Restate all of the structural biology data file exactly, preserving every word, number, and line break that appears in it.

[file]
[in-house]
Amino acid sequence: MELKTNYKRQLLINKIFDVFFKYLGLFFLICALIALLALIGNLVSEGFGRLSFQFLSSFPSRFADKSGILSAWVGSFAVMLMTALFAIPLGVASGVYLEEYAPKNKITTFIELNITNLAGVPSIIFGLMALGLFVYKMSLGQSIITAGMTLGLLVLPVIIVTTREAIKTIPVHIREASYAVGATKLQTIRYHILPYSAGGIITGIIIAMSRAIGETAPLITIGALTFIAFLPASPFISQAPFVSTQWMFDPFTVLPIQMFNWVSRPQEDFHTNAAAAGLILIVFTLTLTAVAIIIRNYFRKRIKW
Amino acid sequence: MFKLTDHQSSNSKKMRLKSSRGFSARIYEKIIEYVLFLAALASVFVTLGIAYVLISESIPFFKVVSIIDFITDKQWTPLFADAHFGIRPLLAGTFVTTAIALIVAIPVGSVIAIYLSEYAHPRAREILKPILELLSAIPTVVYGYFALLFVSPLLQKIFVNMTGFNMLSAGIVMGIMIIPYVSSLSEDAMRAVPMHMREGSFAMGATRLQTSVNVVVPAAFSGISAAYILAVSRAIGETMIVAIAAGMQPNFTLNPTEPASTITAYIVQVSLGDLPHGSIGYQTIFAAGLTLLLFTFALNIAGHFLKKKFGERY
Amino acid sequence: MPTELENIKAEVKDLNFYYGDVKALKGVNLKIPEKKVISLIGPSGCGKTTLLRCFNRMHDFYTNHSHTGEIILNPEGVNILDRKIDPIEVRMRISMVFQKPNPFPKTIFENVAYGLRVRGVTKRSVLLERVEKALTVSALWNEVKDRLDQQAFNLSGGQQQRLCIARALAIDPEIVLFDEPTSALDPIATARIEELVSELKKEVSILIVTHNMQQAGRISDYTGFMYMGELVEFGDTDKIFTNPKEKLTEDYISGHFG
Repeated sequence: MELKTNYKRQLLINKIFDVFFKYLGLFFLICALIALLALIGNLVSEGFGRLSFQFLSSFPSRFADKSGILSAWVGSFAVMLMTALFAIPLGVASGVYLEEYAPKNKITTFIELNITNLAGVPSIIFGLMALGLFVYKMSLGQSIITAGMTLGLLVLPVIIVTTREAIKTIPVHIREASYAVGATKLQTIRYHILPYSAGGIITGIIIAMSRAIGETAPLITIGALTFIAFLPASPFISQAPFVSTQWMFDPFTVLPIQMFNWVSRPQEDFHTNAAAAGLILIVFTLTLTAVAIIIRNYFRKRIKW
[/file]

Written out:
[in-house]
Amino acid sequence: MELKTNYKRQLLINKIFDVFFKYLGLFFLICALIALLALIGNLVSEGFGRLSFQFLSSFPSRFADKSGILSAWVGSFAVMLMTALFAIPLGVASGVYLEEYAPKNKITTFIELNITNLAGVPSIIFGLMALGLFVYKMSLGQSIITAGMTLGLLVLPVIIVTTREAIKTIPVHIREASYAVGATKLQTIRYHILPYSAGGIITGIIIAMSRAIGETAPLITIGALTFIAFLPASPFISQAPFVSTQWMFDPFTVLPIQMFNWVSRPQEDFHTNAAAAGLILIVFTLTLTAVAIIIRNYFRKRIKW
Amino acid sequence: MFKLTDHQSSNSKKMRLKSSRGFSARIYEKIIEYVLFLAALASVFVTLGIAYVLISESIPFFKVVSIIDFITDKQWTPLFADAHFGIRPLLAGTFVTTAIALIVAIPVGSVIAIYLSEYAHPRAREILKPILELLSAIPTVVYGYFALLFVSPLLQKIFVNMTGFNMLSAGIVMGIMIIPYVSSLSEDAMRAVPMHMREGSFAMGATRLQTSVNVVVPAAFSGISAAYILAVSRAIGETMIVAIAAGMQPNFTLNPTEPASTITAYIVQVSLGDLPHGSIGYQTIFAAGLTLLLFTFALNIAGHFLKKKFGERY
Amino acid sequence: MPTELENIKAEVKDLNFYYGDVKALKGVNLKIPEKKVISLIGPSGCGKTTLLRCFNRMHDFYTNHSHTGEIILNPEGVNILDRKIDPIEVRMRISMVFQKPNPFPKTIFENVAYGLRVRGVTKRSVLLERVEKALTVSALWNEVKDRLDQQAFNLSGGQQQRLCIARALAIDPEIVLFDEPTSALDPIATARIEELVSELKKEVSILIVTHNMQQAGRISDYTGFMYMGELVEFGDTDKIFTNPKEKLTEDYISGHFG
Repeated sequence: MELKTNYKRQLLINKIFDVFFKYLGLFFLICALIALLALIGNLVSEGFGRLSFQFLSSFPSRFADKSGILSAWVGSFAVMLMTALFAIPLGVASGVYLEEYAPKNKITTFIELNITNLAGVPSIIFGLMALGLFVYKMSLGQSIITAGMTLGLLVLPVIIVTTREAIKTIPVHIREASYAVGATKLQTIRYHILPYSAGGIITGIIIAMSRAIGETAPLITIGALTFIAFLPASPFISQAPFVSTQWMFDPFTVLPIQMFNWVSRPQEDFHTNAAAAGLILIVFTLTLTAVAIIIRNYFRKRIKW